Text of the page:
Potatoes are terrible at picking up liquid seasonings. That’s why things like home fries are usually just seasoning with powdered salt and spices. The problem is that the potato skins block liquid seasonings from entering into the potato. Even if you cut them into cubes, the waxy flesh of the potato tends to ward off any liquids until they get crisp. That’s why I like to boil and smash my potatoes before pan-frying them.
By smashing whole small potatoes flat, it creates conduits for your seasoning to enter. It’s the same reason why you squish the sides of a baked potato before you add your butter and other condiments.
The other benefit of smashing potatoes is that potatoes are round, which means they make very little contact with the surface of the pan when you try to brown them. By flattening them, it greatly increases the contact patch with the pan, allowing you to get the skins nice and crisp!
I suppose the only drawback of this method is that depending on the type of potatoes you use, their ability to hold themselves together can vary. I’ve found that waxy potatoes like small red skinned and purple skinned ones tend to work the best, but starchier potatoes like these tend to absorb the butter and soy sauce flavors better, so it’s a trade-off. Smashed potatoes aren’t going to win any beauty pageants, but given the choice between beautiful and tasty, I’d pick tasty any day.
As for the flavor combo, the butter, along with a drizzle of soy sauce at the end is truly a match made in heaven: nutty, savory and loaded with umami. This also works really well with duck fat, or olive oil along with some herbs and aromatics like rosemary and garlic.
Butter Soy Sauce Smashed Potatoes
Smashing whole potatoes create entry points for seasoning to enter when cooking them. (Recipe Credit: Marc Matsumoto of Fresh Tastes)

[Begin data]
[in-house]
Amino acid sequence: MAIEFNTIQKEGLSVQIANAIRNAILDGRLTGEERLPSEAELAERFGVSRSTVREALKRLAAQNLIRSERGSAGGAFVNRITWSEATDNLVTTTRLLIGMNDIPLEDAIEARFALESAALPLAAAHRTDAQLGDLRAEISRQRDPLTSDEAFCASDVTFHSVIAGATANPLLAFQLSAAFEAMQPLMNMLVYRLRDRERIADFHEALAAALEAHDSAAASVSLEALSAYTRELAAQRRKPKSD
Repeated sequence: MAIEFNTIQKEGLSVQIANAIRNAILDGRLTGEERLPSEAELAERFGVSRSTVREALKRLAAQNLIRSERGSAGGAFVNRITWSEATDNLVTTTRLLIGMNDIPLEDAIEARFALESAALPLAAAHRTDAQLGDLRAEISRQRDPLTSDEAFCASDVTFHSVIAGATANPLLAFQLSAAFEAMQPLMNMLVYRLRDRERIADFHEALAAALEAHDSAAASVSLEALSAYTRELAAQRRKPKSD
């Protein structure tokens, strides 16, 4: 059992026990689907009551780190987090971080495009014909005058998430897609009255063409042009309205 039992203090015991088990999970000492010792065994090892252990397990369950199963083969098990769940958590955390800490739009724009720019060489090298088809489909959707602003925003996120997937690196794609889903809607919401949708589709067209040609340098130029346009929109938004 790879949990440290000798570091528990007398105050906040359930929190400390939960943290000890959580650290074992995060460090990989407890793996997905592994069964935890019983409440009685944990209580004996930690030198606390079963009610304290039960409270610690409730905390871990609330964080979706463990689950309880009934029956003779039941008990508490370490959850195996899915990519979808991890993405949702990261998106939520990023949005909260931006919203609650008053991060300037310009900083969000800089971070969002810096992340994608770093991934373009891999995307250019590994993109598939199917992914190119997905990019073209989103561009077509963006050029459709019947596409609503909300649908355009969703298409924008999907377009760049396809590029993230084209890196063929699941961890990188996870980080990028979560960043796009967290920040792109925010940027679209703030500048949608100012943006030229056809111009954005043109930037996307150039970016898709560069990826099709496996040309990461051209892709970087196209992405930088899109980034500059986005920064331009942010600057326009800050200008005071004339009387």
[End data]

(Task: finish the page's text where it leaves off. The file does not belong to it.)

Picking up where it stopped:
- 450 grams small potatoes
- 3 tablespoons unsalted butter
- 1 tablespoon soy sauce
- Scrub the potatoes well and then put them in a pot with enough water to cover the potatoes by an inch. Generously salt the water and then boil the potatoes until they are tender when you insert a toothpick or fork. Drain the potatoes and let the skins dry out a bit.
- Place the potatoes on a flat surface and use the bottom of a plate to smash them so they are about two-thirds of their original thickness.
- Melt the butter in a frying pan and add the smashed potatoes. Fry on one side until golden brown and then flip and fry the other side.
- When the second side is golden and crisp, drizzle the soy sauce evenly over the potatoes and flip them once to coat evenly. They are done when all the liquid has evaporated and the potatoes are coated with a crisp crust of caramelized soy sauce.
Yield: 4 servings (as a side dish)
Marc Matsumoto is a culinary consultant and recipe repairman who shares his passion for good food through his website norecipes.com. For Marc, food is a life long journey of exploration, discovery and experimentation and he shares his escapades through his blog in the hopes that he inspires others to find their own culinary adventures. Marc’s been featured in the New York Times, Wall Street Journal, and USA Today, and has made multiple appearances on NPR and the Food Network.